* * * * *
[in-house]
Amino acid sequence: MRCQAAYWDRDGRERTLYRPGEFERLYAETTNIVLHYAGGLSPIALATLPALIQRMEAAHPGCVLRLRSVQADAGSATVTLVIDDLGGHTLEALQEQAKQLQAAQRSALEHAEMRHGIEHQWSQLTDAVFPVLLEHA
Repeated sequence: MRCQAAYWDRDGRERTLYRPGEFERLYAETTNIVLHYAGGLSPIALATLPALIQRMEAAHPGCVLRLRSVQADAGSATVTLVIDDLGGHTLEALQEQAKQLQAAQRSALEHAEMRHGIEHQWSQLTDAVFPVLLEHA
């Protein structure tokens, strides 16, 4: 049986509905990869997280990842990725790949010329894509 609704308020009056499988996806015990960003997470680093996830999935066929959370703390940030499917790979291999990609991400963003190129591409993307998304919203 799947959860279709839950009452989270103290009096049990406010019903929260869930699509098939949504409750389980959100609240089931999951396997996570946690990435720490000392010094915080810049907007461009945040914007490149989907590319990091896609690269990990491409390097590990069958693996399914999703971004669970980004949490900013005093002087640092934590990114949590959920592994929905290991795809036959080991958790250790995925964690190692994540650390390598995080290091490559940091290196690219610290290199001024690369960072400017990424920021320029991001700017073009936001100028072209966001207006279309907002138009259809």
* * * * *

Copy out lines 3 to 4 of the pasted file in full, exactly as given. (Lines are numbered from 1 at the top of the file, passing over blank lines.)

Repeated sequence: MRCQAAYWDRDGRERTLYRPGEFERLYAETTNIVLHYAGGLSPIALATLPALIQRMEAAHPGCVLRLRSVQADAGSATVTLVIDDLGGHTLEALQEQAKQLQAAQRSALEHAEMRHGIEHQWSQLTDAVFPVLLEHA
């Protein structure tokens, strides 16, 4: 049986509905990869997280990842990725790949010329894509 609704308020009056499988996806015990960003997470680093996830999935066929959370703390940030499917790979291999990609991400963003190129591409993307998304919203 799947959860279709839950009452989270103290009096049990406010019903929260869930699509098939949504409750389980959100609240089931999951396997996570946690990435720490000392010094915080810049907007461009945040914007490149989907590319990091896609690269990990491409390097590990069958693996399914999703971004669970980004949490900013005093002087640092934590990114949590959920592994929905290991795809036959080991958790250790995925964690190692994540650390390598995080290091490559940091290196690219610290290199001024690369960072400017990424920021320029991001700017073009936001100028072209966001207006279309907002138009259809």